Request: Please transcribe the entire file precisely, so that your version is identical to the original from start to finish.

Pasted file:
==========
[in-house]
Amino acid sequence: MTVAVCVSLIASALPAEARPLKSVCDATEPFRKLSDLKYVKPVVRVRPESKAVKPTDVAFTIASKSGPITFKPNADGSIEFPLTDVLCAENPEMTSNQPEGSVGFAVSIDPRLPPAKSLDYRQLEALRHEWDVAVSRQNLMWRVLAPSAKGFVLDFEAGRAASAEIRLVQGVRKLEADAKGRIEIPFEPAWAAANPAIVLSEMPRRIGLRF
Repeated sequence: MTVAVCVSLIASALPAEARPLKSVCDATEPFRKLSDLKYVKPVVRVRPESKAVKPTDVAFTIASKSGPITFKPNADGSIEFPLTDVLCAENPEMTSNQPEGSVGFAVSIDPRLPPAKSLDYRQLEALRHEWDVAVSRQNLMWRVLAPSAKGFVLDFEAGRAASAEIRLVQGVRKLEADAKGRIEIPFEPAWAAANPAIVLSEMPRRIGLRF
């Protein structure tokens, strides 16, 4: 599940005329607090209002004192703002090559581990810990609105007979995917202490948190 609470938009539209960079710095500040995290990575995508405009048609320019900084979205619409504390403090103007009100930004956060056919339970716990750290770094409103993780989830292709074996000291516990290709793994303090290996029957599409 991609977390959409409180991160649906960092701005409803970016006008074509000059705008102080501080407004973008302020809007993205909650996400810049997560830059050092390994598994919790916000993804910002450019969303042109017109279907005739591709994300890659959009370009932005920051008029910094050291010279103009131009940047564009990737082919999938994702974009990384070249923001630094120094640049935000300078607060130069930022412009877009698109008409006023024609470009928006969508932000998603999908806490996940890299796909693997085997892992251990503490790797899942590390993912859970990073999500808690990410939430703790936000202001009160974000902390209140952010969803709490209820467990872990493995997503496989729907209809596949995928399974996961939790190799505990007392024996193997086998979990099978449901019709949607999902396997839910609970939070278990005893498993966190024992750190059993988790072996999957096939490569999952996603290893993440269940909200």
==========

[in-house]
Amino acid sequence: MTVAVCVSLIASALPAEARPLKSVCDATEPFRKLSDLKYVKPVVRVRPESKAVKPTDVAFTIASKSGPITFKPNADGSIEFPLTDVLCAENPEMTSNQPEGSVGFAVSIDPRLPPAKSLDYRQLEALRHEWDVAVSRQNLMWRVLAPSAKGFVLDFEAGRAASAEIRLVQGVRKLEADAKGRIEIPFEPAWAAANPAIVLSEMPRRIGLRF
Repeated sequence: MTVAVCVSLIASALPAEARPLKSVCDATEPFRKLSDLKYVKPVVRVRPESKAVKPTDVAFTIASKSGPITFKPNADGSIEFPLTDVLCAENPEMTSNQPEGSVGFAVSIDPRLPPAKSLDYRQLEALRHEWDVAVSRQNLMWRVLAPSAKGFVLDFEAGRAASAEIRLVQGVRKLEADAKGRIEIPFEPAWAAANPAIVLSEMPRRIGLRF
């Protein structure tokens, strides 16, 4: 599940005329607090209002004192703002090559581990810990609105007979995917202490948190 609470938009539209960079710095500040995290990575995508405009048609320019900084979205619409504390403090103007009100930004956060056919339970716990750290770094409103993780989830292709074996000291516990290709793994303090290996029957599409 991609977390959409409180991160649906960092701005409803970016006008074509000059705008102080501080407004973008302020809007993205909650996400810049997560830059050092390994598994919790916000993804910002450019969303042109017109279907005739591709994300890659959009370009932005920051008029910094050291010279103009131009940047564009990737082919999938994702974009990384070249923001630094120094640049935000300078607060130069930022412009877009698109008409006023024609470009928006969508932000998603999908806490996940890299796909693997085997892992251990503490790797899942590390993912859970990073999500808690990410939430703790936000202001009160974000902390209140952010969803709490209820467990872990493995997503496989729907209809596949995928399974996961939790190799505990007392024996193997086998979990099978449901019709949607999902396997839910609970939070278990005893498993966190024992750190059993988790072996999957096939490569999952996603290893993440269940909200």